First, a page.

MUCH OF OUR CHRISTMAS celebration and its customs is interwoven with our country’s pagan past. The Holly and the Ivy imitate the fecund art of the Celts, the celebration of the coming of light in the mid-winter darkness cannot shake off the shadows of Saturnalia and Yule.

Yet the ‘dark ages’ did have lights of Christ in their own generation. The English, Welsh and Scottish Churches are founded on the witness of men and women who straddled the old and new; the pagan world-view and the kingdom of God.

Most left no written work; few had their lives and deeds recorded but many have their memory marked on the landscape in a place name, the site of a shrine or church. Few have so dramatic testimony as the square ruins of Crowland Abbey whose roofless nave dwarfs the aisle, which is now the parish church. Rising now above the peat-black soil of the fens it marks the place of prayer, a thin place where heaven and earth met, in the hermitage of Guthlac.

Guthlac arrived there in around 690 to colonise an island in the heavily wooded region cut off by marsh and river. He set up his oratory in the tunnel left by grave robbers who had robbed the grave barrow which stood on that place.

Fe1ix the monk of Jarrow tells us this in his Life of Guthlac written within thirty years of Guthlac’s death.

Guthlac’s business was war. As a young nobleman from the border kingdom of Mercia he had led his own war band. In the depths of night, in a dream, his conscience felt the weight of his own wickedness and violence from afar. In the morning he vowed to turn to Christ and become His soldier. So it was, after a period as a monk at Repton he came to Crowland.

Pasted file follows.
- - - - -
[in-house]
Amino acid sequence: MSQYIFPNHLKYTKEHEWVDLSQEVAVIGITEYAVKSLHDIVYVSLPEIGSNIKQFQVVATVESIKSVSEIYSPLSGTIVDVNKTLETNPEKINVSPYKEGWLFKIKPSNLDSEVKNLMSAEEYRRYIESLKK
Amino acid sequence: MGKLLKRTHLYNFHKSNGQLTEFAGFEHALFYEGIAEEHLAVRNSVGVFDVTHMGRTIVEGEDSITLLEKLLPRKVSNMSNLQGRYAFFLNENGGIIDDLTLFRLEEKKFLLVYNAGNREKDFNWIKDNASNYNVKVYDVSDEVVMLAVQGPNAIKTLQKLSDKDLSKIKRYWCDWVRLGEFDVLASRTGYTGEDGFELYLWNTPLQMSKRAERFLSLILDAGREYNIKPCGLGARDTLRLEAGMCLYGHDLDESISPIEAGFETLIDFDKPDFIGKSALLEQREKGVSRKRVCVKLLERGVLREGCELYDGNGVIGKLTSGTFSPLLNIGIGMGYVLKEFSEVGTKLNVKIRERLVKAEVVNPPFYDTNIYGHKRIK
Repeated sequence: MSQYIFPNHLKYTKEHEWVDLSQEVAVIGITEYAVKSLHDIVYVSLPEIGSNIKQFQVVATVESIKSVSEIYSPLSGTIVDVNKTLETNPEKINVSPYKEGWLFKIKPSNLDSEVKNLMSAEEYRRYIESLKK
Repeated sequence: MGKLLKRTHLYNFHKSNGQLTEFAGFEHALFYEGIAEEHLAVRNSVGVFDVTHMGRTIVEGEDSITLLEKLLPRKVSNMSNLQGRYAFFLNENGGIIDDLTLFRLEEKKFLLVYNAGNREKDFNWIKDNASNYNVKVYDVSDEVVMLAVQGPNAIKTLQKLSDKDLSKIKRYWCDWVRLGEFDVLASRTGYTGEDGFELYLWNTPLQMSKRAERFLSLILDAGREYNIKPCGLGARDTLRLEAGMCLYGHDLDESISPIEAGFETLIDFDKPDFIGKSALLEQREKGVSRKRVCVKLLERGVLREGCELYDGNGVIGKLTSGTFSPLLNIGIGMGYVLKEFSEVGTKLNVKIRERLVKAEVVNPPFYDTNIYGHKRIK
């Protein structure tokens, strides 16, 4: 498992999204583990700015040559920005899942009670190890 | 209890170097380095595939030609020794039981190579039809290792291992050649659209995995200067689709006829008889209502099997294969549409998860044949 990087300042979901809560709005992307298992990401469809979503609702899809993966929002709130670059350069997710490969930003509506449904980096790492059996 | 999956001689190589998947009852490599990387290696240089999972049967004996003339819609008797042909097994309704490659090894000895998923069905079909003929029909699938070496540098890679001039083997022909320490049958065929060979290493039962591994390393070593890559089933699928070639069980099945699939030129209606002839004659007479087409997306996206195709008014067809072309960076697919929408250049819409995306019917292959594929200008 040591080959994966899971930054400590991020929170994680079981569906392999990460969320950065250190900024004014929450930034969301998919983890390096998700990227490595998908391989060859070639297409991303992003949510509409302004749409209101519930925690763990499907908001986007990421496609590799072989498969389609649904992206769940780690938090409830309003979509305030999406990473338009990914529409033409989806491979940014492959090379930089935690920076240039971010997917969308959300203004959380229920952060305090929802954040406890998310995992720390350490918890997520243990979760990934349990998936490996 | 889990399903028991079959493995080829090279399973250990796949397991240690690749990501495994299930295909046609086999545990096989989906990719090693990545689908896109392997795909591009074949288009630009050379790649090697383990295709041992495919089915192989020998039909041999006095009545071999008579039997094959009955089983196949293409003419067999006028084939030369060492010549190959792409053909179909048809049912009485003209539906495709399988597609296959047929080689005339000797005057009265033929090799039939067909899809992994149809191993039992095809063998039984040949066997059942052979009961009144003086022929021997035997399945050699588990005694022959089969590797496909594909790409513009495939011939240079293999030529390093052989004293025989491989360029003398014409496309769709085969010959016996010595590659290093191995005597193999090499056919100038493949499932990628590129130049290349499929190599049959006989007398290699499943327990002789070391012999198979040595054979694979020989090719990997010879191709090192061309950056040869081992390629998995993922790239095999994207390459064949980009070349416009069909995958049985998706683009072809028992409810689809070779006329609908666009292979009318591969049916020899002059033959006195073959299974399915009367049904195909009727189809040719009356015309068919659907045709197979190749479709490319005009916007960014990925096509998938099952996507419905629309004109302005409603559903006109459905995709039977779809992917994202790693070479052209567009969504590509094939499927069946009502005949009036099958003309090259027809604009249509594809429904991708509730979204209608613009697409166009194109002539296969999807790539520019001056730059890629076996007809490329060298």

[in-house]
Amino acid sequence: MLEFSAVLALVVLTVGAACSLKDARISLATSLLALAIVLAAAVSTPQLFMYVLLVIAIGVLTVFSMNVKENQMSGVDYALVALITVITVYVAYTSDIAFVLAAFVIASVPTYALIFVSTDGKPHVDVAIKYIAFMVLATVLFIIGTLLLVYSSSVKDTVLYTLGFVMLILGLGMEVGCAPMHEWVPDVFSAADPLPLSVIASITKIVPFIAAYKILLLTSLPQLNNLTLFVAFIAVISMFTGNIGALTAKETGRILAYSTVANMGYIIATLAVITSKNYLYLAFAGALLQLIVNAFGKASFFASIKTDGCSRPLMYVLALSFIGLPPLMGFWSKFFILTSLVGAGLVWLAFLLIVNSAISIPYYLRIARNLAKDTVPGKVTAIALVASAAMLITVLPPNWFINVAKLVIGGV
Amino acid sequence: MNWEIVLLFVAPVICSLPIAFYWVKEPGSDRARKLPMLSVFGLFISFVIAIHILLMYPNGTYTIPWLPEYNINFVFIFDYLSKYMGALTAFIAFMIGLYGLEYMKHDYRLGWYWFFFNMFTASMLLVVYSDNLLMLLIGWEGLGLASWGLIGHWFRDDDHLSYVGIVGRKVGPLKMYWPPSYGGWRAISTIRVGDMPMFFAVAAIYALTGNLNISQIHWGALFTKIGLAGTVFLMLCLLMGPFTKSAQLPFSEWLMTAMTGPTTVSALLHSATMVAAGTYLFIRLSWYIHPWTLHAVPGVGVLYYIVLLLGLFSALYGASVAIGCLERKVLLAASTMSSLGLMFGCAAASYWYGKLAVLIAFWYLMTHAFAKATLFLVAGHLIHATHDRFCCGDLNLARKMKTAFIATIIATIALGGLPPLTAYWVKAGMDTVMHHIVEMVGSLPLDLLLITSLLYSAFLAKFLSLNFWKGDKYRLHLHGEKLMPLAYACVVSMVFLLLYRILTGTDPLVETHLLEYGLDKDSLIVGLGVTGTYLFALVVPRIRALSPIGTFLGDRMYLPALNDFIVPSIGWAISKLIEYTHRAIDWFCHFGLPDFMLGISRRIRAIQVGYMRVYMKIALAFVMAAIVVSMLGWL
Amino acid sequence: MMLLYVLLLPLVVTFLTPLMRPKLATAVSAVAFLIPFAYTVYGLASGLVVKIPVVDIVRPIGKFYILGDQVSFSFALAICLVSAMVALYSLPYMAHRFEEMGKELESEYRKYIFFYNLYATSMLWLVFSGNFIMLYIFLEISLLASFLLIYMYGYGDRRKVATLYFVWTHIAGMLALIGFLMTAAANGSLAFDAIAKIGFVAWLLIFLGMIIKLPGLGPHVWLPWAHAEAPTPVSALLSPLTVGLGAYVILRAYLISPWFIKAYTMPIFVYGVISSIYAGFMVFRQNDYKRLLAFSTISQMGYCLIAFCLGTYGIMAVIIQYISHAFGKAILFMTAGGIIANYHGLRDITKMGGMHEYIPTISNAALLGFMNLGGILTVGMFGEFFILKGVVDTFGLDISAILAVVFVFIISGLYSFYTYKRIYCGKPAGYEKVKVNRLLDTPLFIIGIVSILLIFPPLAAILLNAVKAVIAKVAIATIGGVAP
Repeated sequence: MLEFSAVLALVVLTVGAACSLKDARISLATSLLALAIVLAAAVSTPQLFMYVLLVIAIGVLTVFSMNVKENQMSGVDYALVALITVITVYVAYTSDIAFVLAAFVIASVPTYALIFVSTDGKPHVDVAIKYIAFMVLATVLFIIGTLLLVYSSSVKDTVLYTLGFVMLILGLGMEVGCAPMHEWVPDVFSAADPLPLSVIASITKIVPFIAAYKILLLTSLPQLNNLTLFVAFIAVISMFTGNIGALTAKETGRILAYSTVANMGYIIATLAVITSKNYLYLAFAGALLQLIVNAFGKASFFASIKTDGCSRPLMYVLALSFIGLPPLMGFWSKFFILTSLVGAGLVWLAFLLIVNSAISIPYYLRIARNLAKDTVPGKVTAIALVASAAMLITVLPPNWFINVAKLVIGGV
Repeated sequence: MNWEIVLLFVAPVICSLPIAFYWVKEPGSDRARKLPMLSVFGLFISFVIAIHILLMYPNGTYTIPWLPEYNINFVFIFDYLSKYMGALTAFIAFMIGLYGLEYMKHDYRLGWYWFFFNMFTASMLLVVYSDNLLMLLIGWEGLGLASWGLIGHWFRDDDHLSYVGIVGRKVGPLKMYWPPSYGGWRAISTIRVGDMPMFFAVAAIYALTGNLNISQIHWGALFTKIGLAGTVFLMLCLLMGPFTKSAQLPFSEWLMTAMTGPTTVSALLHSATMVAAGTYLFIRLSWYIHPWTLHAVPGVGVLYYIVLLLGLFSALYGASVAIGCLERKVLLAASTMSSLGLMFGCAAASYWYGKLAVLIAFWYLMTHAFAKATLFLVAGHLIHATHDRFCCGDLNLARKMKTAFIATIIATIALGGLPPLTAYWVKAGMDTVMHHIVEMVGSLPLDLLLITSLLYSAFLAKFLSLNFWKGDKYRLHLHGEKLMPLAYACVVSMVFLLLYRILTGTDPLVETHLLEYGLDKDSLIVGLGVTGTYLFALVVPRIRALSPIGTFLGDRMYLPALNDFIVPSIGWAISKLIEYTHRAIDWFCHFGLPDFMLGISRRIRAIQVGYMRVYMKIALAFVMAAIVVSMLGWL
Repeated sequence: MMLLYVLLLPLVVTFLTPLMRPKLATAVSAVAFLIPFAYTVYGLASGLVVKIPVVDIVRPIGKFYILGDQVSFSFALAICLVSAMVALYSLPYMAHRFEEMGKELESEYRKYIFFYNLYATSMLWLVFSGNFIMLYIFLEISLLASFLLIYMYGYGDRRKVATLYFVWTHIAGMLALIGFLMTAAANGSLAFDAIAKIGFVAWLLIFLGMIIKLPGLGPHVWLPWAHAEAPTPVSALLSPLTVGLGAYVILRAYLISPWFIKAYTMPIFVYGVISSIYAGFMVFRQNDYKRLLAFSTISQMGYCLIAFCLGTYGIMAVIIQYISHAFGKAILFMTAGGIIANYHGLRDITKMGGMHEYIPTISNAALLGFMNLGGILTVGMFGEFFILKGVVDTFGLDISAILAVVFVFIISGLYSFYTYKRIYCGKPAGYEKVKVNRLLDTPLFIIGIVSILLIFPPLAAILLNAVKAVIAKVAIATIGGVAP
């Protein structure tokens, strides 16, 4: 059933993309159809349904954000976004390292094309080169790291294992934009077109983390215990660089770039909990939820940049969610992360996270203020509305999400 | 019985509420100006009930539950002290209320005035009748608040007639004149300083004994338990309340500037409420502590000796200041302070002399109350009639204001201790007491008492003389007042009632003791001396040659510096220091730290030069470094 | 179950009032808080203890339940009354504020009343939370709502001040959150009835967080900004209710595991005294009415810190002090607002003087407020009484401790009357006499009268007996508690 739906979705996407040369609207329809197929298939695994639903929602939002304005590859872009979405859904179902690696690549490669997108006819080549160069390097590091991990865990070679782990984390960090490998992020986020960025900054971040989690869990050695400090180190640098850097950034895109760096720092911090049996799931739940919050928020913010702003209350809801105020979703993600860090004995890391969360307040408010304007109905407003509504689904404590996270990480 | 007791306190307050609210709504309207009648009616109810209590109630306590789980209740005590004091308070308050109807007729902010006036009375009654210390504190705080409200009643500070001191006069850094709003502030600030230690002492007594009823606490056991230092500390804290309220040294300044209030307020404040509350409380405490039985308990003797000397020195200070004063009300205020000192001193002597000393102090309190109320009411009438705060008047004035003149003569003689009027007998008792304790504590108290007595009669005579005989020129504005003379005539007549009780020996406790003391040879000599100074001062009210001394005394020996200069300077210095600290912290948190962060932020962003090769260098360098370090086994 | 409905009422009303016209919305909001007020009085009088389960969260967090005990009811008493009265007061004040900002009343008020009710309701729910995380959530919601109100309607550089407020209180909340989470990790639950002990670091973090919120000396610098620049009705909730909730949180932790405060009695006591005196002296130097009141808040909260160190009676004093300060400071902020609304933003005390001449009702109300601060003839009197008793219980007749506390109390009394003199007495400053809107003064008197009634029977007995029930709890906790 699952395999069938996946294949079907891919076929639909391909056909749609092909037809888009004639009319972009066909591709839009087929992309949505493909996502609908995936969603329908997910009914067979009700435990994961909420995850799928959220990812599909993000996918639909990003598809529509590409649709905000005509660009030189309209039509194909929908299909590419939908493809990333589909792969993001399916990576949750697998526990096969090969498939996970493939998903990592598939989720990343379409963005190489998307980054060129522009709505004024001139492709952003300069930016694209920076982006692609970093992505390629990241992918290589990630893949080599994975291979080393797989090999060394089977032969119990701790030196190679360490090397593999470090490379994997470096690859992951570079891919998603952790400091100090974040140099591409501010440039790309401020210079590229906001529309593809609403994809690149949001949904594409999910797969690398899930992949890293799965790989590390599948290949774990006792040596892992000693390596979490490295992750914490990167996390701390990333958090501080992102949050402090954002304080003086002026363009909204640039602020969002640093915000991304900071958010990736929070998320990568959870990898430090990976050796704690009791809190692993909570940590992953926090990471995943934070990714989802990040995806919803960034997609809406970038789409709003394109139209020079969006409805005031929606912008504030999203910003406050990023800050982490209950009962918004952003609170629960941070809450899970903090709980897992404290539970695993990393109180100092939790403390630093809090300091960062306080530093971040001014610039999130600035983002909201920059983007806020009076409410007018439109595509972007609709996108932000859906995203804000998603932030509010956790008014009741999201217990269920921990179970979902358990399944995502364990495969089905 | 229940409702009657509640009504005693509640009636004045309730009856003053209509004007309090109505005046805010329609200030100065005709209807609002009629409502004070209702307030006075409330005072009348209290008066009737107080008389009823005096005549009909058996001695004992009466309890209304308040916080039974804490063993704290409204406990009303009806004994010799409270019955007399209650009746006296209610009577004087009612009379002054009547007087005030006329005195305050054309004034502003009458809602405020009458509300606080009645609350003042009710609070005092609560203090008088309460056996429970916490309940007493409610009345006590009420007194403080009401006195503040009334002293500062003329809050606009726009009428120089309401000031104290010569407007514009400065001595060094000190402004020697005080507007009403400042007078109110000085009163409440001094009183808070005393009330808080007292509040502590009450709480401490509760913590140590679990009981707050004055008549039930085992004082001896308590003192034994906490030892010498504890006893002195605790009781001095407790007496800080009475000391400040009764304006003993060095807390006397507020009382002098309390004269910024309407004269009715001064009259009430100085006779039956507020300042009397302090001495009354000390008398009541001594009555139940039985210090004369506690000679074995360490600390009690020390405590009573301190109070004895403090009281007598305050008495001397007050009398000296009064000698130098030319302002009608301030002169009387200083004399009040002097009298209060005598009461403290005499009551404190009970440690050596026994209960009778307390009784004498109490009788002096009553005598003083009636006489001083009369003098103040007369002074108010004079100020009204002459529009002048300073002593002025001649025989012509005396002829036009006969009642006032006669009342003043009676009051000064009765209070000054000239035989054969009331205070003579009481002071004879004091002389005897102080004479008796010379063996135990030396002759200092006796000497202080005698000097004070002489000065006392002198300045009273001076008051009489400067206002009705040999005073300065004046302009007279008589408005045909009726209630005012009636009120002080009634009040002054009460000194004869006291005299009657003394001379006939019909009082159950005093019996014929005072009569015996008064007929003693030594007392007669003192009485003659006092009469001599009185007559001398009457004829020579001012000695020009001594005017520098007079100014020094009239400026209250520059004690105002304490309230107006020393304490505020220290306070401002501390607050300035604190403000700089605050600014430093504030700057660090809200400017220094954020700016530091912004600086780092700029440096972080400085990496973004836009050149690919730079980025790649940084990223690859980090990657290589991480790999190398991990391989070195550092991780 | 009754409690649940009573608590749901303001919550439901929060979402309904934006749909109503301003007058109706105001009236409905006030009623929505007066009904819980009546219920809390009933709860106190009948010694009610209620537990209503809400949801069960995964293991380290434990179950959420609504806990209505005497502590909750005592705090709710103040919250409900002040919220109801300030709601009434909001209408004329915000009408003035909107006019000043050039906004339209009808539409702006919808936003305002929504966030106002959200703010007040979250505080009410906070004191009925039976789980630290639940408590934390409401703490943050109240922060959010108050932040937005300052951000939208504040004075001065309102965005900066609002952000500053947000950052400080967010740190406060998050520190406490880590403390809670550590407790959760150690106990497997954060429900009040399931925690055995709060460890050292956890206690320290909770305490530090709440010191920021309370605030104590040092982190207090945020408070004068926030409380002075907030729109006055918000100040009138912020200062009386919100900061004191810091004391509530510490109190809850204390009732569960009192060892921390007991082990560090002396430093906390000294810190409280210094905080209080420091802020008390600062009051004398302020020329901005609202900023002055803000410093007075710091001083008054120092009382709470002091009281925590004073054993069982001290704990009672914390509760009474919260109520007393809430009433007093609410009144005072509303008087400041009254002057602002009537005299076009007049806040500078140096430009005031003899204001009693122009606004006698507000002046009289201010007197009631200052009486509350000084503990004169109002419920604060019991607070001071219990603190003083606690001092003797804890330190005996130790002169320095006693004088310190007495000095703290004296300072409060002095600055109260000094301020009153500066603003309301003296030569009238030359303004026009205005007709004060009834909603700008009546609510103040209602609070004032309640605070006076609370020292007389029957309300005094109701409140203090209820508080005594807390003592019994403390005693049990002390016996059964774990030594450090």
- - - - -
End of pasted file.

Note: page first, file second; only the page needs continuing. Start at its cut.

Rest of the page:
Felix’s account of Guthlac’s arrival and early years are remarkable. He describes how Guthlac, wishing to take on the forces of evil in single combat comes near to madness – ranting and raving at God, cursing Him for this darkness and pain.

It is the communion of Saints that comes to Guthlac’s rescue. St Bartholomew comes to console him. His loneliness in prayer leads him to a deep sense of the reality of the cloud of witnesses and the company of heaven.

The story of Guthlac is one of heroic struggle; of the necessity to “fight against sin;. the world, and the devil”. It is a reminder of the need to put on the “armour of light”. In Christ’s strength Guthlac won a great victory; his hermitage became a place of counsel for bishops and kings; it marked a new colonisation of the fens; his island became a new Eden where he talked to the birds and fed fish from his hands,

Crowland Abbey stands as a sign post to our generation.; it points to the command of Christ to take up the cross; the power of prayer; and the great truth that holiness is possible even in a world where darkness shrouds the light.

Andy Hawes is Vicar of Edenham with Witham on the Hill in the diocese of Lincoln and Warden of Edenham Regional House.